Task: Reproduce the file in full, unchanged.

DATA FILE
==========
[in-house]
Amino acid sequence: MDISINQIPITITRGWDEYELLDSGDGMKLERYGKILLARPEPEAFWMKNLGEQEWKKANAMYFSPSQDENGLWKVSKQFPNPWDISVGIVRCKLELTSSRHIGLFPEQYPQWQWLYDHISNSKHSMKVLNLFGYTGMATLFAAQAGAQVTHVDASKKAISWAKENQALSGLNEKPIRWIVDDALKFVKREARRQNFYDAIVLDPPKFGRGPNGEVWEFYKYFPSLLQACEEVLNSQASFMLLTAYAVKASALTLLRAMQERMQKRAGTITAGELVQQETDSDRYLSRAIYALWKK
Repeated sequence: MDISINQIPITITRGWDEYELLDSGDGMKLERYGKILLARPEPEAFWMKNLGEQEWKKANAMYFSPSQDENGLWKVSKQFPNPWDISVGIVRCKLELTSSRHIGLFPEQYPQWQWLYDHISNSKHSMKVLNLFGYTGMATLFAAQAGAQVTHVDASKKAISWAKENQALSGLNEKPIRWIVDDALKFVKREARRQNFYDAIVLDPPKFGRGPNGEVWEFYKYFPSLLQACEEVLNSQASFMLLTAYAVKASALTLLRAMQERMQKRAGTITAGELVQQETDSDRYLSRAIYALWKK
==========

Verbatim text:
[in-house]
Amino acid sequence: MDISINQIPITITRGWDEYELLDSGDGMKLERYGKILLARPEPEAFWMKNLGEQEWKKANAMYFSPSQDENGLWKVSKQFPNPWDISVGIVRCKLELTSSRHIGLFPEQYPQWQWLYDHISNSKHSMKVLNLFGYTGMATLFAAQAGAQVTHVDASKKAISWAKENQALSGLNEKPIRWIVDDALKFVKREARRQNFYDAIVLDPPKFGRGPNGEVWEFYKYFPSLLQACEEVLNSQASFMLLTAYAVKASALTLLRAMQERMQKRAGTITAGELVQQETDSDRYLSRAIYALWKK
Repeated sequence: MDISINQIPITITRGWDEYELLDSGDGMKLERYGKILLARPEPEAFWMKNLGEQEWKKANAMYFSPSQDENGLWKVSKQFPNPWDISVGIVRCKLELTSSRHIGLFPEQYPQWQWLYDHISNSKHSMKVLNLFGYTGMATLFAAQAGAQVTHVDASKKAISWAKENQALSGLNEKPIRWIVDDALKFVKREARRQNFYDAIVLDPPKFGRGPNGEVWEFYKYFPSLLQACEEVLNSQASFMLLTAYAVKASALTLLRAMQERMQKRAGTITAGELVQQETDSDRYLSRAIYALWKK